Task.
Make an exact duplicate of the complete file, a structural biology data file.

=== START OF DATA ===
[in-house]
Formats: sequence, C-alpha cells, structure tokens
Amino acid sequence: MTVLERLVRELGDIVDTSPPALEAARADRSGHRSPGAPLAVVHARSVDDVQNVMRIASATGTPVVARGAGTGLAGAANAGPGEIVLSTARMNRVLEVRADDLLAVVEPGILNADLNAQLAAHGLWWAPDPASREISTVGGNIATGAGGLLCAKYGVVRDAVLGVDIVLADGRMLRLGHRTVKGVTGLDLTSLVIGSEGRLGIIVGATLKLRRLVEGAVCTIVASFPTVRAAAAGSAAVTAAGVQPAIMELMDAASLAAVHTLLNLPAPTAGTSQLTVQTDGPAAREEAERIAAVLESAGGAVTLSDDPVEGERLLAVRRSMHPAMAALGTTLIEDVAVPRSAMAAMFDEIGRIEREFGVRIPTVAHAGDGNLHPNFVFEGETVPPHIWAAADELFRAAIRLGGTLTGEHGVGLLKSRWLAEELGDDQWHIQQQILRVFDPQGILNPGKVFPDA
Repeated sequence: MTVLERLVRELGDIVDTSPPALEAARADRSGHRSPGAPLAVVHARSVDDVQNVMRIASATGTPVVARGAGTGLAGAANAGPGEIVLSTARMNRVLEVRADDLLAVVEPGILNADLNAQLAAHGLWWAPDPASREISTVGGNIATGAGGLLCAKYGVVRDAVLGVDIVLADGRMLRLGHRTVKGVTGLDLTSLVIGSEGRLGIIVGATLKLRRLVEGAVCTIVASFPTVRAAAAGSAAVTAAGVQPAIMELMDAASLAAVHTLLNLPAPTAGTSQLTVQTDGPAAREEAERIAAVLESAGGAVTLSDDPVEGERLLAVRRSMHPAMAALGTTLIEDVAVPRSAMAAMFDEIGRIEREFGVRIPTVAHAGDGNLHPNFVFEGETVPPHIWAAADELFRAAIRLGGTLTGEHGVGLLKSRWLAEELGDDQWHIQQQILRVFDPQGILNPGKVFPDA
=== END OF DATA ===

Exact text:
[in-house]
Formats: sequence, C-alpha cells, structure tokens
Amino acid sequence: MTVLERLVRELGDIVDTSPPALEAARADRSGHRSPGAPLAVVHARSVDDVQNVMRIASATGTPVVARGAGTGLAGAANAGPGEIVLSTARMNRVLEVRADDLLAVVEPGILNADLNAQLAAHGLWWAPDPASREISTVGGNIATGAGGLLCAKYGVVRDAVLGVDIVLADGRMLRLGHRTVKGVTGLDLTSLVIGSEGRLGIIVGATLKLRRLVEGAVCTIVASFPTVRAAAAGSAAVTAAGVQPAIMELMDAASLAAVHTLLNLPAPTAGTSQLTVQTDGPAAREEAERIAAVLESAGGAVTLSDDPVEGERLLAVRRSMHPAMAALGTTLIEDVAVPRSAMAAMFDEIGRIEREFGVRIPTVAHAGDGNLHPNFVFEGETVPPHIWAAADELFRAAIRLGGTLTGEHGVGLLKSRWLAEELGDDQWHIQQQILRVFDPQGILNPGKVFPDA
Repeated sequence: MTVLERLVRELGDIVDTSPPALEAARADRSGHRSPGAPLAVVHARSVDDVQNVMRIASATGTPVVARGAGTGLAGAANAGPGEIVLSTARMNRVLEVRADDLLAVVEPGILNADLNAQLAAHGLWWAPDPASREISTVGGNIATGAGGLLCAKYGVVRDAVLGVDIVLADGRMLRLGHRTVKGVTGLDLTSLVIGSEGRLGIIVGATLKLRRLVEGAVCTIVASFPTVRAAAAGSAAVTAAGVQPAIMELMDAASLAAVHTLLNLPAPTAGTSQLTVQTDGPAAREEAERIAAVLESAGGAVTLSDDPVEGERLLAVRRSMHPAMAALGTTLIEDVAVPRSAMAAMFDEIGRIEREFGVRIPTVAHAGDGNLHPNFVFEGETVPPHIWAAADELFRAAIRLGGTLTGEHGVGLLKSRWLAEELGDDQWHIQQQILRVFDPQGILNPGKVFPDA